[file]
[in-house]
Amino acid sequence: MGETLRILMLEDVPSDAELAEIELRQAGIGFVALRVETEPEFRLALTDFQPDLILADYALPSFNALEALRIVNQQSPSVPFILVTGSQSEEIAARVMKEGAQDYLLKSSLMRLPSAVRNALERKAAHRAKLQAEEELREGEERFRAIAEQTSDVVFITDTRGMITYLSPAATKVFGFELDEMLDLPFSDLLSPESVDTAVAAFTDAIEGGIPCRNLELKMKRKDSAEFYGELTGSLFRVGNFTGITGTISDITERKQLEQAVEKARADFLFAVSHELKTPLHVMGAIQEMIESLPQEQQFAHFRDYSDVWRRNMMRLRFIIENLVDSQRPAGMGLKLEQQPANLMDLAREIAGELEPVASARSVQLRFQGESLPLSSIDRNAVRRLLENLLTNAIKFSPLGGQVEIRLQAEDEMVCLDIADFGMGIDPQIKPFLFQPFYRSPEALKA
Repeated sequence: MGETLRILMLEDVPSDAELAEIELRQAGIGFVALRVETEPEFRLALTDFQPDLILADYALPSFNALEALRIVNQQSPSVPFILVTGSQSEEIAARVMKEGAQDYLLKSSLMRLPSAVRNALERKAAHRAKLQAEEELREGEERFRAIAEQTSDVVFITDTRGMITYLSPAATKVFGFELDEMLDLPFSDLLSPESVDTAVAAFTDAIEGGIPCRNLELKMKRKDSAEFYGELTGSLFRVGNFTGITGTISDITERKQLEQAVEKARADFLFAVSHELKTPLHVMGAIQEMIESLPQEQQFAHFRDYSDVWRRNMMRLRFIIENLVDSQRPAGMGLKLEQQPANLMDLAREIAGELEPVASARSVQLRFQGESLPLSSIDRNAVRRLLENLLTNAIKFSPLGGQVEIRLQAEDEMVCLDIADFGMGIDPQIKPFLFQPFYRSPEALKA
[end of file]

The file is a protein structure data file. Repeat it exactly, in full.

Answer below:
[in-house]
Amino acid sequence: MGETLRILMLEDVPSDAELAEIELRQAGIGFVALRVETEPEFRLALTDFQPDLILADYALPSFNALEALRIVNQQSPSVPFILVTGSQSEEIAARVMKEGAQDYLLKSSLMRLPSAVRNALERKAAHRAKLQAEEELREGEERFRAIAEQTSDVVFITDTRGMITYLSPAATKVFGFELDEMLDLPFSDLLSPESVDTAVAAFTDAIEGGIPCRNLELKMKRKDSAEFYGELTGSLFRVGNFTGITGTISDITERKQLEQAVEKARADFLFAVSHELKTPLHVMGAIQEMIESLPQEQQFAHFRDYSDVWRRNMMRLRFIIENLVDSQRPAGMGLKLEQQPANLMDLAREIAGELEPVASARSVQLRFQGESLPLSSIDRNAVRRLLENLLTNAIKFSPLGGQVEIRLQAEDEMVCLDIADFGMGIDPQIKPFLFQPFYRSPEALKA
Repeated sequence: MGETLRILMLEDVPSDAELAEIELRQAGIGFVALRVETEPEFRLALTDFQPDLILADYALPSFNALEALRIVNQQSPSVPFILVTGSQSEEIAARVMKEGAQDYLLKSSLMRLPSAVRNALERKAAHRAKLQAEEELREGEERFRAIAEQTSDVVFITDTRGMITYLSPAATKVFGFELDEMLDLPFSDLLSPESVDTAVAAFTDAIEGGIPCRNLELKMKRKDSAEFYGELTGSLFRVGNFTGITGTISDITERKQLEQAVEKARADFLFAVSHELKTPLHVMGAIQEMIESLPQEQQFAHFRDYSDVWRRNMMRLRFIIENLVDSQRPAGMGLKLEQQPANLMDLAREIAGELEPVASARSVQLRFQGESLPLSSIDRNAVRRLLENLLTNAIKFSPLGGQVEIRLQAEDEMVCLDIADFGMGIDPQIKPFLFQPFYRSPEALKA